Today marks the beginning of a large-scale, comprehensive field project to measure how thunderstorms transport, produce and process chemicals that form ozone, a greenhouse gas that affects Earth's climate, air quality and weather patterns.
Starting today, NOAA is using a sophisticated new weather forecast computer model to improve predictions of quickly developing severe weather events including thunderstorms, winter storms and aviation hazards such as clear air turbulence.
A smoke-related chemical, isocyanic acid, may be a significant air pollutant in some parts of the world, especially where forest fires and other forms of biomass burning are common.
The potent greenhouse gas methane is seeping out of parts of the Arctic Ocean, and the discovery may represent another cycle contributing to climate warming in the region.
Springtime air pollution from Asia, swept across the Pacific Ocean on winds, can contribute to episodes of high surface ozone pollution in the western United States.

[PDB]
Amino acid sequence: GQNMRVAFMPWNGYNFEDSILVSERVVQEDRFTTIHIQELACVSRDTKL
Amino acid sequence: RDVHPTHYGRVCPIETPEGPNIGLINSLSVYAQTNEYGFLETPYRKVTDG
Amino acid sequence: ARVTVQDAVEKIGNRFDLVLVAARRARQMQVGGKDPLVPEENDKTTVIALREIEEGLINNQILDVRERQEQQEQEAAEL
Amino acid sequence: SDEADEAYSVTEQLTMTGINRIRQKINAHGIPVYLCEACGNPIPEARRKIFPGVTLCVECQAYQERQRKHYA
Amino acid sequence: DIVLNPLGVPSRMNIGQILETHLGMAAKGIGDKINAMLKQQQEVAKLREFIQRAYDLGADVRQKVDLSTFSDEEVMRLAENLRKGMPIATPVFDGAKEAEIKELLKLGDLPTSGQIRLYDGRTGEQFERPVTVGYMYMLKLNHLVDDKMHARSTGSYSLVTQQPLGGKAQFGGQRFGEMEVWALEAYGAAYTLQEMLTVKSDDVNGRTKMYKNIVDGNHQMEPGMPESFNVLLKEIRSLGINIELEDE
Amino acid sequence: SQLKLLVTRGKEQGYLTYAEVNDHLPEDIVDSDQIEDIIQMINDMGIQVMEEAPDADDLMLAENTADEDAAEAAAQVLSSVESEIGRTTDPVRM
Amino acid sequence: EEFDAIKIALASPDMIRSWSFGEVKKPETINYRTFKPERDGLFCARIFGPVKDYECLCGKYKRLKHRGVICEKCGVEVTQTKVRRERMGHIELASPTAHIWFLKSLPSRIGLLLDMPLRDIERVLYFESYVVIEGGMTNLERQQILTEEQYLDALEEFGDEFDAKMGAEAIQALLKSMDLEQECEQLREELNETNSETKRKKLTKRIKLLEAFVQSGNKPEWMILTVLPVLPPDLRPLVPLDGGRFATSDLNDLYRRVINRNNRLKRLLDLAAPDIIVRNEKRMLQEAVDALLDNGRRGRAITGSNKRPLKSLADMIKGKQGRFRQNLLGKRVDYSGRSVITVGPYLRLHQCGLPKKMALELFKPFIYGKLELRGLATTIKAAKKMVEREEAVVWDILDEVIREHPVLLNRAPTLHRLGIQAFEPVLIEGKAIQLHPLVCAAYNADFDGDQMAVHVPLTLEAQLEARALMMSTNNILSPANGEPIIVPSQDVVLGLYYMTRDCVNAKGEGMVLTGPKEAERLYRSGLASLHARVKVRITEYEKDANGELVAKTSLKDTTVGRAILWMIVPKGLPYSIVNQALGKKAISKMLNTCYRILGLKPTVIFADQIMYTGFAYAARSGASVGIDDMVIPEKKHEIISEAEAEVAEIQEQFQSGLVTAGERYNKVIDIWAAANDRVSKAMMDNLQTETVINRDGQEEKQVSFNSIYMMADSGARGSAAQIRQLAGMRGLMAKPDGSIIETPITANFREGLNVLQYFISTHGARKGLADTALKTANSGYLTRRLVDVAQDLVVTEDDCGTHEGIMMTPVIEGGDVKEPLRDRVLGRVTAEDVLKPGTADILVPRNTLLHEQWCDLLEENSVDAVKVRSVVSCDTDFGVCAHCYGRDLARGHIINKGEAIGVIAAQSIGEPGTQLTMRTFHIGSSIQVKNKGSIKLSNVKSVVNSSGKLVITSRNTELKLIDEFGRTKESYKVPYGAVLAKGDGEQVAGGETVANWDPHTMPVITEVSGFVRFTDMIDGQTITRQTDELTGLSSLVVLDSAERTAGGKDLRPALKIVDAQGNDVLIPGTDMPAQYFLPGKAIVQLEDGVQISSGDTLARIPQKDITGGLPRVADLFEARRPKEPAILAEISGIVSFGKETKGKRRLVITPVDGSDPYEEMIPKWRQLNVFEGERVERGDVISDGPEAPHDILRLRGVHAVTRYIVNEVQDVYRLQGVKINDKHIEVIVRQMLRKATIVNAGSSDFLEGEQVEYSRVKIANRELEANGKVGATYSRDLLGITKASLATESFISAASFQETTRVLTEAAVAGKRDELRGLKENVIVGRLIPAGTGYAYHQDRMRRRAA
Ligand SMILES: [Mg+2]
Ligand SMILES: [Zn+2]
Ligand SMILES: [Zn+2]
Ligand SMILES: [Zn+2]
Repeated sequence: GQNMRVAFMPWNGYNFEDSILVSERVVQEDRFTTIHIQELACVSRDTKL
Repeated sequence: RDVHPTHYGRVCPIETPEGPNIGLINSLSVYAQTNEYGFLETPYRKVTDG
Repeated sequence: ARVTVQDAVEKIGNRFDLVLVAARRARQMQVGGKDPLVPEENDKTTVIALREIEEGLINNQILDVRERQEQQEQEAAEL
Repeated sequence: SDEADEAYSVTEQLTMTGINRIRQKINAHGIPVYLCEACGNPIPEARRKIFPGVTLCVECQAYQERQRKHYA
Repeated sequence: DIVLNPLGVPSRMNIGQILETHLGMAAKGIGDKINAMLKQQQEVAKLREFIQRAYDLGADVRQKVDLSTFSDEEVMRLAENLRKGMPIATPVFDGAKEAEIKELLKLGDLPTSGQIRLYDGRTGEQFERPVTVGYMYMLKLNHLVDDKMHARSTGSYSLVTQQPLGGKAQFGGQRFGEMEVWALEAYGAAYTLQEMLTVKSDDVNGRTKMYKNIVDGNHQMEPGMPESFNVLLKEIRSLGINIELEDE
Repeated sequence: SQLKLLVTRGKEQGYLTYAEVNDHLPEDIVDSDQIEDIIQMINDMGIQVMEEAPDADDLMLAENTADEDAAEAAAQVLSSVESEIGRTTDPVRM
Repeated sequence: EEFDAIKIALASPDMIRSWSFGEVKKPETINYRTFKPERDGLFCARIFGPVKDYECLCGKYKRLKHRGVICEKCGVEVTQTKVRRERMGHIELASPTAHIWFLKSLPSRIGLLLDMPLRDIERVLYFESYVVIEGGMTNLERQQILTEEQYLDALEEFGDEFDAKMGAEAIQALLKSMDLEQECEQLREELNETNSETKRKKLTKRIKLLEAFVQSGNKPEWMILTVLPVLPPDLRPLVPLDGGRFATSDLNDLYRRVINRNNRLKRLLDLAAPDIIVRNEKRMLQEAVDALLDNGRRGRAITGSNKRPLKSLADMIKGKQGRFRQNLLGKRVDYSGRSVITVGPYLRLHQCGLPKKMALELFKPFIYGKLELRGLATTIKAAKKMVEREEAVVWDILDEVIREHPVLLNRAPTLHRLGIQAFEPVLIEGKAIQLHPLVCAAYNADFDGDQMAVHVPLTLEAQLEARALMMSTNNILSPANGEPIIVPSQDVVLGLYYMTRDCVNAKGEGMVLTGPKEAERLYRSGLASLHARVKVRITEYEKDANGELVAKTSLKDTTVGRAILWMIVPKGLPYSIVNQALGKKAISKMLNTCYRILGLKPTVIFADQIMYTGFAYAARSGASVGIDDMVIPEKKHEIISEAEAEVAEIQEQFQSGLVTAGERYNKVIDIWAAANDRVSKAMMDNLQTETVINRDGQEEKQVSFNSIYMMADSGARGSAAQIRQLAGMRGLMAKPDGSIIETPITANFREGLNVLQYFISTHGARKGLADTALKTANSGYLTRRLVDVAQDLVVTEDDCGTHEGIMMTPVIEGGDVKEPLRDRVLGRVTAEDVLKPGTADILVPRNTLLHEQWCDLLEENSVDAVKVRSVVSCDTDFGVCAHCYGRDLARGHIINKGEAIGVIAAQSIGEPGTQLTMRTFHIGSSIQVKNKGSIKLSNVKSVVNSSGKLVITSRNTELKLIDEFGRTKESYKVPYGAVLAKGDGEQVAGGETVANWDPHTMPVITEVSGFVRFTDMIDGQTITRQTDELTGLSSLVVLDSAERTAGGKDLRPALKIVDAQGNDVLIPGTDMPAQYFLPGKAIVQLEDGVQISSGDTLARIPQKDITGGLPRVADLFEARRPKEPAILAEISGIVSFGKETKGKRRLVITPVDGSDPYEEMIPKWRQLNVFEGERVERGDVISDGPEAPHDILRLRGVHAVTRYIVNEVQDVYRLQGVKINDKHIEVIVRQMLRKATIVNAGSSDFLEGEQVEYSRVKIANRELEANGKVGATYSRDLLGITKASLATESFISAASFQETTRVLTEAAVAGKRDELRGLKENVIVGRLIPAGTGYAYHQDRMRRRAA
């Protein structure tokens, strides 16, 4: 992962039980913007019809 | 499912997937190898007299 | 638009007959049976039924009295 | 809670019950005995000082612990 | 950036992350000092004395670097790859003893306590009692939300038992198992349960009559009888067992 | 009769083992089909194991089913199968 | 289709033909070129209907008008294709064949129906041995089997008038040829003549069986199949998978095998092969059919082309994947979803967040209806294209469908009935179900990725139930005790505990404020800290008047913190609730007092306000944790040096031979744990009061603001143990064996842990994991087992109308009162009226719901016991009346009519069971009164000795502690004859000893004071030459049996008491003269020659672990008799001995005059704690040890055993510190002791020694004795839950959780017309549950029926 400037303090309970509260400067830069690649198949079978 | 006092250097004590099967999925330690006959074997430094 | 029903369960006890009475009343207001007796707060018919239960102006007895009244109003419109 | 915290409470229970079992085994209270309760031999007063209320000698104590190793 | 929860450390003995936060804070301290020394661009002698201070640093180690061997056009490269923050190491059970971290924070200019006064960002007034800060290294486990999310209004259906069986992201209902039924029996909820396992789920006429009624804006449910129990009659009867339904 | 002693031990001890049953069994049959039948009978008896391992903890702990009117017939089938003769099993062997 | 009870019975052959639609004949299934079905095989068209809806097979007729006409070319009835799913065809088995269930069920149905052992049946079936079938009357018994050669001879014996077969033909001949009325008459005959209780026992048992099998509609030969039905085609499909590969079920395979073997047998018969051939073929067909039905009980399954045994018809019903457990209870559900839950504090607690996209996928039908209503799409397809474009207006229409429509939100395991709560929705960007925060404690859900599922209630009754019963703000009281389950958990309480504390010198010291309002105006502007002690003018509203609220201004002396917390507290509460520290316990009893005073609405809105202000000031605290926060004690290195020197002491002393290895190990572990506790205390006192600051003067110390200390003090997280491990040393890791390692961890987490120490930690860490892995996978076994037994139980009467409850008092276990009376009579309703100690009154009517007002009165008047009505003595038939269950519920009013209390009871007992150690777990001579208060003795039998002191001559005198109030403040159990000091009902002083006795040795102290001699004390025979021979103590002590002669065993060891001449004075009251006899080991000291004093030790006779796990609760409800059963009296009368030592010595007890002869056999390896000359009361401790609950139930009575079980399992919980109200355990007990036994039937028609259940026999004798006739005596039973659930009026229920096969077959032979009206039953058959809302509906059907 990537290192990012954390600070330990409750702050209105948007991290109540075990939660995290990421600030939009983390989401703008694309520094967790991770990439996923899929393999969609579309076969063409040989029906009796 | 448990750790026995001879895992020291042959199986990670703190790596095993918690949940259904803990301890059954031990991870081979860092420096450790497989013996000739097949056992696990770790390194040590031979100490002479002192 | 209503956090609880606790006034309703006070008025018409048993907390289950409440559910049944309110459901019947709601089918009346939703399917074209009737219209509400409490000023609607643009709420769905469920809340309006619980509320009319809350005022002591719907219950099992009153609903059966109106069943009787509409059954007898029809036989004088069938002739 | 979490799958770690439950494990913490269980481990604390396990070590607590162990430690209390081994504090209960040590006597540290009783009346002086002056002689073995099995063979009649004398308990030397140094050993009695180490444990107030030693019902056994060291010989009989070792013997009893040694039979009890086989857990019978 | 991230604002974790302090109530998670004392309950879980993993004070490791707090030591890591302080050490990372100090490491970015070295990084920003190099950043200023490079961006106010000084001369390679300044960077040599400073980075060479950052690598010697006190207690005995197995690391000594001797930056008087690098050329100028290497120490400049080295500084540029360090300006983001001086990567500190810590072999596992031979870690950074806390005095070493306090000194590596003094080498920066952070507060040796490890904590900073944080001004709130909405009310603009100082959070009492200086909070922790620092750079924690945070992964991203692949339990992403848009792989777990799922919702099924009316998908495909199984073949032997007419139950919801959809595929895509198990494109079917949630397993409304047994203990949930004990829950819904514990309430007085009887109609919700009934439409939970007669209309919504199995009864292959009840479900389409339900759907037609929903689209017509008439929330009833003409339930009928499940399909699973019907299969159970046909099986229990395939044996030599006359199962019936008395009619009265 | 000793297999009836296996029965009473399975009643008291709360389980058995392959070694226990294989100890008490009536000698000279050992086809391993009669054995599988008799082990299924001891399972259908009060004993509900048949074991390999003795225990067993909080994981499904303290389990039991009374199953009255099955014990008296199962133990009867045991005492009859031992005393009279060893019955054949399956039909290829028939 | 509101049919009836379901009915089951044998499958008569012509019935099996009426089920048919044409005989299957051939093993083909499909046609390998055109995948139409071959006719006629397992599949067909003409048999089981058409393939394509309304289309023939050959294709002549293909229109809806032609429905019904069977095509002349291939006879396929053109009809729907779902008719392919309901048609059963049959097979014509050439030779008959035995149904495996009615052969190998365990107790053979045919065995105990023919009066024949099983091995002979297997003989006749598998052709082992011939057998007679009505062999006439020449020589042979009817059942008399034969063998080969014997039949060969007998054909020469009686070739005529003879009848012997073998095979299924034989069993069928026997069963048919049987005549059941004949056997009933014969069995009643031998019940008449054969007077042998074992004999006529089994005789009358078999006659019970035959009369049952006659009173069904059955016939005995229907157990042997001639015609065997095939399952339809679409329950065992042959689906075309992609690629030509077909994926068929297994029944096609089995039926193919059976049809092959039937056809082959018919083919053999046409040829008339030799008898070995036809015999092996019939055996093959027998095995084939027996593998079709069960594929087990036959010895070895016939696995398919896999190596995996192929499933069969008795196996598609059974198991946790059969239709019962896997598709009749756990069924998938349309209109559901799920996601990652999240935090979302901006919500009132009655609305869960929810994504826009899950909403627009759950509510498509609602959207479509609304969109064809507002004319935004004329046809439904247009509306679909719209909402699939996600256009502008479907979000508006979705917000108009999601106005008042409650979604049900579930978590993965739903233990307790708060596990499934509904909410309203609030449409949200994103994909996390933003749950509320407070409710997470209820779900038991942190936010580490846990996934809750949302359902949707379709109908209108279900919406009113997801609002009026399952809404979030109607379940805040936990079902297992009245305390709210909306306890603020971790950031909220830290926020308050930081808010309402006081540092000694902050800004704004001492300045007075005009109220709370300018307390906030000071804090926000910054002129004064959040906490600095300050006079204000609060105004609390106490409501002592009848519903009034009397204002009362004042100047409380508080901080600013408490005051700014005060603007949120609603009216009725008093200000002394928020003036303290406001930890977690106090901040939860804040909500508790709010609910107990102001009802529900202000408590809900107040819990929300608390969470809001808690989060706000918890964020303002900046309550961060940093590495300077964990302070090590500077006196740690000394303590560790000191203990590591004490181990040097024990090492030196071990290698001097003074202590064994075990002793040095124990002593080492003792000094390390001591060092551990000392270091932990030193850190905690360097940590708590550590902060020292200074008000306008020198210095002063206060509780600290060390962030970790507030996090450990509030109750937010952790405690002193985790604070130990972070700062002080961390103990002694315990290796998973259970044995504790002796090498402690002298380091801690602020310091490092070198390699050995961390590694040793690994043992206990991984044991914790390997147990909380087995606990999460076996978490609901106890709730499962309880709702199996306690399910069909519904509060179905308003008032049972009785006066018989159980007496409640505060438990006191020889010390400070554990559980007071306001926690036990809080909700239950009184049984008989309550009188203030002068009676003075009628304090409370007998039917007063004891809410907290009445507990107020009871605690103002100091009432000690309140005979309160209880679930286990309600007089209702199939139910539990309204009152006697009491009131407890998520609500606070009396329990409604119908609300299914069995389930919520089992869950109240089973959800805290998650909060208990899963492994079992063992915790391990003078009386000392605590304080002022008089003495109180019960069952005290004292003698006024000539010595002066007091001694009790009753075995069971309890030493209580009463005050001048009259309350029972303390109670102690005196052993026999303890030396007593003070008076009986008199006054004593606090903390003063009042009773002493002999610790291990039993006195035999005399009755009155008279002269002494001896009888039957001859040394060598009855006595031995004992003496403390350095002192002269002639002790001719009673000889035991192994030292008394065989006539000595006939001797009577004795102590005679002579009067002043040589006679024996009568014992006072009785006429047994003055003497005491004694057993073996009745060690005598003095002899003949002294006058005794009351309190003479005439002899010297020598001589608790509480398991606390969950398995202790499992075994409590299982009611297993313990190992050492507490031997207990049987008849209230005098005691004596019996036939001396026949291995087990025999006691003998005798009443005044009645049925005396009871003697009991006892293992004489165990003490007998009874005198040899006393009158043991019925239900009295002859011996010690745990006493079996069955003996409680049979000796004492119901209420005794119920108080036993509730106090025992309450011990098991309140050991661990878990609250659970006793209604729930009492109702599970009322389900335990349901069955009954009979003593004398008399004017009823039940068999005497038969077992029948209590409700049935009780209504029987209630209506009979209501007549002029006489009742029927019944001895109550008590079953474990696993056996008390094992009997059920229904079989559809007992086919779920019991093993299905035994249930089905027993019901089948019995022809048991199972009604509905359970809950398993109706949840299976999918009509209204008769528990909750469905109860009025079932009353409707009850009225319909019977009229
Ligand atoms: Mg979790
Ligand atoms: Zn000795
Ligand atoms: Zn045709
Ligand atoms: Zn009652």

A NOAA scientist who has published 134 scientific papers and holds patents in chemistry and microbiology can now add award-winning science communicator to his list of honors. Russell Schnell is the recipient of NOAA’s 2011 Dr. Daniel L. Albritton Outstanding Science Communicator Award.
Oceanic and Atmospheric Research (OAR) - or "NOAA Research" - provides the research foundation for understanding the complex systems that support our planet. Working in partnership with other organizational units of the NOAA, a bureau of the Department of Commerce, NOAA Research enables better forecasts, earlier warnings for natural disasters, and a greater understanding of the Earth. Our role is to provide unbiased science to better manage the environment, nationally, and globally.